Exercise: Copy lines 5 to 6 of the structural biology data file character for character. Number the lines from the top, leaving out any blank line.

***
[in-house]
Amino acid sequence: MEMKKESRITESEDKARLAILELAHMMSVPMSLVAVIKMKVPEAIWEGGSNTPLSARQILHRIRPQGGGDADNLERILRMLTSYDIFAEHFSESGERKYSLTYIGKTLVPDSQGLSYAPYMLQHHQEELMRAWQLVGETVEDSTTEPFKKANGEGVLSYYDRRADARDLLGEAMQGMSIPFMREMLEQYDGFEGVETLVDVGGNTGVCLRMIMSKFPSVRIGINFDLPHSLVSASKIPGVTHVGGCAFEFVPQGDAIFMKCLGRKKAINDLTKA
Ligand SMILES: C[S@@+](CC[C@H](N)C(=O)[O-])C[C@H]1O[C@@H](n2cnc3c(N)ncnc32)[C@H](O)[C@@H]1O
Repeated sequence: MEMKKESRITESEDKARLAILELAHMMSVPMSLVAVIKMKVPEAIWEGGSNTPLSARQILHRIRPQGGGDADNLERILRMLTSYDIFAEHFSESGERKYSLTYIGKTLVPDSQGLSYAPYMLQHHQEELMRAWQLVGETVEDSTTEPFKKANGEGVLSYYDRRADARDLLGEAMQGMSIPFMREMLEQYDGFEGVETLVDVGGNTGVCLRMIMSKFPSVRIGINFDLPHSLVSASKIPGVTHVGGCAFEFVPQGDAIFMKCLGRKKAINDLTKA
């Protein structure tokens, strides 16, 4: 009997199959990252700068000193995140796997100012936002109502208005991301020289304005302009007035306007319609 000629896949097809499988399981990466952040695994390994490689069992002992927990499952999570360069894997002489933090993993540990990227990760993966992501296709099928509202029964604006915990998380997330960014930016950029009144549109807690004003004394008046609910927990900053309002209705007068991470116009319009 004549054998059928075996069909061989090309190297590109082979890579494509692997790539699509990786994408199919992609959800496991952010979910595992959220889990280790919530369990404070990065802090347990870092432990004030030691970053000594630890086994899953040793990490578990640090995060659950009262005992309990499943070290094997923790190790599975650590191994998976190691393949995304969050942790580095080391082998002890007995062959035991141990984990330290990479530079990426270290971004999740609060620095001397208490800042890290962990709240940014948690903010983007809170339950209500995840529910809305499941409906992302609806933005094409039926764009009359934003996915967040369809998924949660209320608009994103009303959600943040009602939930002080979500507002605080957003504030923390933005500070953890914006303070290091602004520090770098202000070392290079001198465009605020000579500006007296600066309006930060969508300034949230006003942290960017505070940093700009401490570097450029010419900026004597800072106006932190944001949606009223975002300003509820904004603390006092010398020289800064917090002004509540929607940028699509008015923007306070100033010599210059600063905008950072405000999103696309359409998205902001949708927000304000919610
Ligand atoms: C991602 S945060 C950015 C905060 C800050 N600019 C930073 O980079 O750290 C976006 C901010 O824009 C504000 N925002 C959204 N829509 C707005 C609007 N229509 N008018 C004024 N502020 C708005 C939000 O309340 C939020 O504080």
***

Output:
């Protein structure tokens, strides 16, 4: 009997199959990252700068000193995140796997100012936002109502208005991301020289304005302009007035306007319609 000629896949097809499988399981990466952040695994390994490689069992002992927990499952999570360069894997002489933090993993540990990227990760993966992501296709099928509202029964604006915990998380997330960014930016950029009144549109807690004003004394008046609910927990900053309002209705007068991470116009319009 004549054998059928075996069909061989090309190297590109082979890579494509692997790539699509990786994408199919992609959800496991952010979910595992959220889990280790919530369990404070990065802090347990870092432990004030030691970053000594630890086994899953040793990490578990640090995060659950009262005992309990499943070290094997923790190790599975650590191994998976190691393949995304969050942790580095080391082998002890007995062959035991141990984990330290990479530079990426270290971004999740609060620095001397208490800042890290962990709240940014948690903010983007809170339950209500995840529910809305499941409906992302609806933005094409039926764009009359934003996915967040369809998924949660209320608009994103009303959600943040009602939930002080979500507002605080957003504030923390933005500070953890914006303070290091602004520090770098202000070392290079001198465009605020000579500006007296600066309006930060969508300034949230006003942290960017505070940093700009401490570097450029010419900026004597800072106006932190944001949606009223975002300003509820904004603390006092010398020289800064917090002004509540929607940028699509008015923007306070100033010599210059600063905008950072405000999103696309359409998205902001949708927000304000919610
Ligand atoms: C991602 S945060 C950015 C905060 C800050 N600019 C930073 O980079 O750290 C976006 C901010 O824009 C504000 N925002 C959204 N829509 C707005 C609007 N229509 N008018 C004024 N502020 C708005 C939000 O309340 C939020 O504080």